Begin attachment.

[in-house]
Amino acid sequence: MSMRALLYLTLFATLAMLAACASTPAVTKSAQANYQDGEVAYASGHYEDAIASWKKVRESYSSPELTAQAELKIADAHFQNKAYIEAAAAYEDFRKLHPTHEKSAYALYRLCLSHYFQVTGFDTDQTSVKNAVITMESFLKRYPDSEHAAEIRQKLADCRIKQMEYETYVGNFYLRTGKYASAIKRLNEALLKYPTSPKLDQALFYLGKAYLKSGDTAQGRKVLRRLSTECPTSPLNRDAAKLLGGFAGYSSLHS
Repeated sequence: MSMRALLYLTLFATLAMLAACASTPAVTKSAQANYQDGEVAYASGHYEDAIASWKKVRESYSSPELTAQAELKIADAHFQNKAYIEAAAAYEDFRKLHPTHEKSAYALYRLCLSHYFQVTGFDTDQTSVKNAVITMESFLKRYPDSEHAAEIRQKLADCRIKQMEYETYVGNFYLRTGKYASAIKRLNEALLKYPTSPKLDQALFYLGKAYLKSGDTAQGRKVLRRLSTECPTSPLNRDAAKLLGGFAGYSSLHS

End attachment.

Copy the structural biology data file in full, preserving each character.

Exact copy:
[in-house]
Amino acid sequence: MSMRALLYLTLFATLAMLAACASTPAVTKSAQANYQDGEVAYASGHYEDAIASWKKVRESYSSPELTAQAELKIADAHFQNKAYIEAAAAYEDFRKLHPTHEKSAYALYRLCLSHYFQVTGFDTDQTSVKNAVITMESFLKRYPDSEHAAEIRQKLADCRIKQMEYETYVGNFYLRTGKYASAIKRLNEALLKYPTSPKLDQALFYLGKAYLKSGDTAQGRKVLRRLSTECPTSPLNRDAAKLLGGFAGYSSLHS
Repeated sequence: MSMRALLYLTLFATLAMLAACASTPAVTKSAQANYQDGEVAYASGHYEDAIASWKKVRESYSSPELTAQAELKIADAHFQNKAYIEAAAAYEDFRKLHPTHEKSAYALYRLCLSHYFQVTGFDTDQTSVKNAVITMESFLKRYPDSEHAAEIRQKLADCRIKQMEYETYVGNFYLRTGKYASAIKRLNEALLKYPTSPKLDQALFYLGKAYLKSGDTAQGRKVLRRLSTECPTSPLNRDAAKLLGGFAGYSSLHS